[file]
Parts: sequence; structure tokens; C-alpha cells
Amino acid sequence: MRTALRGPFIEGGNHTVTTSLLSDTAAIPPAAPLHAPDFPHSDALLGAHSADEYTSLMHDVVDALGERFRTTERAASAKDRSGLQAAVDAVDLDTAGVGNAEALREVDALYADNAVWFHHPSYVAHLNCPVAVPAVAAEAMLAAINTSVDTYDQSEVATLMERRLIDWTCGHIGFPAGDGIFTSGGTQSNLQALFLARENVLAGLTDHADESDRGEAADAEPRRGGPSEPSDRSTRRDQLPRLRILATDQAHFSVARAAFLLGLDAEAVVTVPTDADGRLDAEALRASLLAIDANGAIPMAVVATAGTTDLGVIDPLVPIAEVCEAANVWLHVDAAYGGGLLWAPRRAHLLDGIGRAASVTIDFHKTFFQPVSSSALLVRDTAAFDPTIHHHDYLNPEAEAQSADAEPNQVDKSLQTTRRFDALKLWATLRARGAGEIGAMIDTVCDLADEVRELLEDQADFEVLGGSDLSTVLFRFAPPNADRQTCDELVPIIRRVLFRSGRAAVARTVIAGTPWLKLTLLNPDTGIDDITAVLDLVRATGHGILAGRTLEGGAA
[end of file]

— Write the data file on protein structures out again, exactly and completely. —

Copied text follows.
Parts: sequence; structure tokens; C-alpha cells
Amino acid sequence: MRTALRGPFIEGGNHTVTTSLLSDTAAIPPAAPLHAPDFPHSDALLGAHSADEYTSLMHDVVDALGERFRTTERAASAKDRSGLQAAVDAVDLDTAGVGNAEALREVDALYADNAVWFHHPSYVAHLNCPVAVPAVAAEAMLAAINTSVDTYDQSEVATLMERRLIDWTCGHIGFPAGDGIFTSGGTQSNLQALFLARENVLAGLTDHADESDRGEAADAEPRRGGPSEPSDRSTRRDQLPRLRILATDQAHFSVARAAFLLGLDAEAVVTVPTDADGRLDAEALRASLLAIDANGAIPMAVVATAGTTDLGVIDPLVPIAEVCEAANVWLHVDAAYGGGLLWAPRRAHLLDGIGRAASVTIDFHKTFFQPVSSSALLVRDTAAFDPTIHHHDYLNPEAEAQSADAEPNQVDKSLQTTRRFDALKLWATLRARGAGEIGAMIDTVCDLADEVRELLEDQADFEVLGGSDLSTVLFRFAPPNADRQTCDELVPIIRRVLFRSGRAAVARTVIAGTPWLKLTLLNPDTGIDDITAVLDLVRATGHGILAGRTLEGGAA